The performer in Never Gonna Dance with real star quality is Karen Ziemba, a Broadway veteran whose last appearance, an all-dancing role in Contact, won her a Tony Award. In the past decade, she and Charlotte D'Amboise have been Broadway's finest leading ladies when to comes to dancing roles, but Ziemba's singing is also stellar, and she proves herself a true triple-threat in this show. As Mabel, the pal/encourager of Penny, she's an ebullient, big-hearted, good-humored gal. Her numbers are standouts—whether she's easing into a courtship at the automat or leading the entire dance studio in the Shimmy, she can do it all. Her dancing opportunities here a limited but she knows how to make the most of them. And her big song, "I Got Love," is sung with such warmth and openness that you can feel it filling all of Central Park, where the scene is set.
The eminent Broadway designer Robin Wagner evokes the park at night wonderfully, with a stone bridge and a moonlit sky that make you feel you're there. His many and varied sets for the show appear and vanish with magical ease, and for the climactic ballroom number ("Never Gonna Dance," with Penny wearing a dress reminiscent of Ginger's in the film) he uses a row of mirrors that enhance the old-fashioned magic.
Since this Wonderful Town grew out of Kathleen Marshall's production in the Encores series that offers musicals in concert, scenery is the last thing on its mind. As at Encores, the orchestra is onstage—a full 24 pieces, giving Bernstein his due, and then some, under the exuberant direction of Encore's mainstay Rob Fisher. When the curtain rises for the overture, the art-deco-style setting in which the orchestra is placed seems to leave almost no room for anything else. But part of the magic of this production is that once the action begins—in front of, and at times above the orchestra—all sense of limitation is gone.
John Lee Beatty has designed what scenery is needed to set the scene—skylines behind the orchestra, windows and minimal room settings—and Marshall's ingenuity does the rest. The orchestra, behind a scrim, remains a steady but unobtrusive presence. The transitions from outside on Christopher Stree—the show is lovingly set in "bohemian" Greenwich Village—to inside the basement apartment where the Sherwood sisters live, are handled with extreme grace. There are more levels available for Marshall's action than we realize, as the show unfolds and the space is brilliantly utilized.
This is a production where everything has come together terrifically. At the center is Donna Murphy as Ruth Sherwood, the older, more jaded of the two sisters who have come from Ohio. The role may have been created for Rosalind Russell, but Murphy inhabits its wisecracks, eager goofiness and subdued romance magnificently. Her mellow, throaty voice can slide into scat singing or Louis Armstrong-like low notes. Leggy and lean, she dances mostly in comedic numbers, giving in with abandon to the wackiness of the hilarious "Conga" with six Brazilian naval officers, and discovers her sense of rhythm with delightful awkwardness in the number "Swing."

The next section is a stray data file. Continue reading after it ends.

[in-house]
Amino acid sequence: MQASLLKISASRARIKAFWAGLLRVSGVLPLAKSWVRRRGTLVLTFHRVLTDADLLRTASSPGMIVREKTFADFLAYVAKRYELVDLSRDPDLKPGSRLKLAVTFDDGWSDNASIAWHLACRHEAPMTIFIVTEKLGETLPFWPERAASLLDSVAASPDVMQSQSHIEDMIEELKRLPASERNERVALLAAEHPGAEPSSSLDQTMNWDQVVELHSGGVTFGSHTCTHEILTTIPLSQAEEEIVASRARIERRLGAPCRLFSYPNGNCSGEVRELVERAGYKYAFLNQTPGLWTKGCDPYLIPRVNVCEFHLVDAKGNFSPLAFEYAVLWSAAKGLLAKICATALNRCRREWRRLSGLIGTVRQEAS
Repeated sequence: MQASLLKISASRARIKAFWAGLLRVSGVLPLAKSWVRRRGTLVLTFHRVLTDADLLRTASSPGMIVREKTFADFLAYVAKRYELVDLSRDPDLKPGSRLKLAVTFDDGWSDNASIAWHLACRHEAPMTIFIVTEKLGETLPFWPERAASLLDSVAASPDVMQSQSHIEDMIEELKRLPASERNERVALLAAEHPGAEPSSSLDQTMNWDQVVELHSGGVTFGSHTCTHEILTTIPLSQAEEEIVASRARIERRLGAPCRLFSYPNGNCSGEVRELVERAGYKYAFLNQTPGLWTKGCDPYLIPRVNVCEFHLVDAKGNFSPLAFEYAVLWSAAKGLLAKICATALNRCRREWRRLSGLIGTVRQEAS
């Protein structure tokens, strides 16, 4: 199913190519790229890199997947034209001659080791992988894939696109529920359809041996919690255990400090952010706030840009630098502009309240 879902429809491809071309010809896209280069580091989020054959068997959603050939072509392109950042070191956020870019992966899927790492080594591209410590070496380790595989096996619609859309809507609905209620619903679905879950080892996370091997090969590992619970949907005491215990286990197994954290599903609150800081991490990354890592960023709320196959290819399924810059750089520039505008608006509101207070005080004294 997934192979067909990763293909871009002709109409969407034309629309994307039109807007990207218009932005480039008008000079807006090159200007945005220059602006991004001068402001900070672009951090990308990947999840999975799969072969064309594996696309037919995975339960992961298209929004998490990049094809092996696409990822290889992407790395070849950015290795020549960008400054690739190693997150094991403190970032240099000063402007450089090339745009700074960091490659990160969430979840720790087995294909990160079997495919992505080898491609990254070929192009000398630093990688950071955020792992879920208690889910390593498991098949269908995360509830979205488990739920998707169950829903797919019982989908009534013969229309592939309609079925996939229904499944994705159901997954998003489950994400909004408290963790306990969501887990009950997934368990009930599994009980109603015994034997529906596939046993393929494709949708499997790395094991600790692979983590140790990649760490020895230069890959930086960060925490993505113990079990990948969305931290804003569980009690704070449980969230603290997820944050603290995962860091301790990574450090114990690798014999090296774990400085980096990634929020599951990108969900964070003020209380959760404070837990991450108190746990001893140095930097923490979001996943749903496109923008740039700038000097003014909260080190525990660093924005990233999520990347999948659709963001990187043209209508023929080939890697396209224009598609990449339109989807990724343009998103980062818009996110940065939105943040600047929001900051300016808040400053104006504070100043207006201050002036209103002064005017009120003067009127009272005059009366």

This number, late in the second act, is just one of Marshall's delectable effervescent concoctions. It builds from Murphy plaintively trying to interest sneering passersby in her pitch for a local nightclub, to an brassy, uninhibited full-ensemble explosion that evokes memories of "Cool" from West Side Story. Then, as a bonus—since there is a delicious musical coda after nearly every numbe—we get four couples in a vigorous lindy hop.
Marshall gets to create her own extended number that brings New York City to life. It's called "Conquering New York" and is more a mimed sequence with bits of dance threaded through. With swift economy and exquisitely timed wit, we follow Ruth (a writer) and her younger sister Eileen (a would-be actress) on their first day out trying to find work in the big city. The subway ride, a dance audition, an unnerving wait for an interview - it all rides along the urgent, propulsive rhythms of Bernstein's music, and when it's over we've learned a lot about the personalities of the two sisters.
There is further evidence of Marshall's deft touch and fine ear in the opening number, "Christopher Street," in which a mad array of Village types dash through as a plodding group of camera-laden tourists are being shown around by a guide. Marshall deftly nails the full range of artistic clichés, including three hands-to-forehead women who obviously study at the Martha Graham School. Equally wonderful is the way the ensemble dancers turn into admiring kids who surround Wreck, the huge, bulky football player (an endearing Raymond Jaramillo McLeod) in his very funny "Pass the Football," then enact their own game complete with a slow-motion replay.
There are delights threaded throughout the show, especially the Act Two opener, in which a bunch of dancing cops manage to stop the show, leaving the audience in stitches. And when every single member of the cast is suddenly bouncing and jerking impishly to the 'Wrong Note Rag," the stage threatens to levitate, the joy is so infectious.
Chief among the cast's many delights are Jennifer Westfeldt as the overly sweet, ingenuous Eileen, whom no man can resist, and Gregg Edelman, in fine voice and displaying fine comic flair as the editor to whom Ruth brings her stories.
Wonderful Town was never made into a film. For some reason, two years later the same play (My Sister Eileen) on which it is based was made into a different musical by that same title, with a score by Jule Styne. It's a perfectly agreeable, typically bland 1950s movie musical, and the songs sound like they're on a kindergarten level once you know how inventively and irreverently Bernstein and his collaborators transformed the same material. It took fifty years for Wonderful Town to make its return to Broadway—welcome back!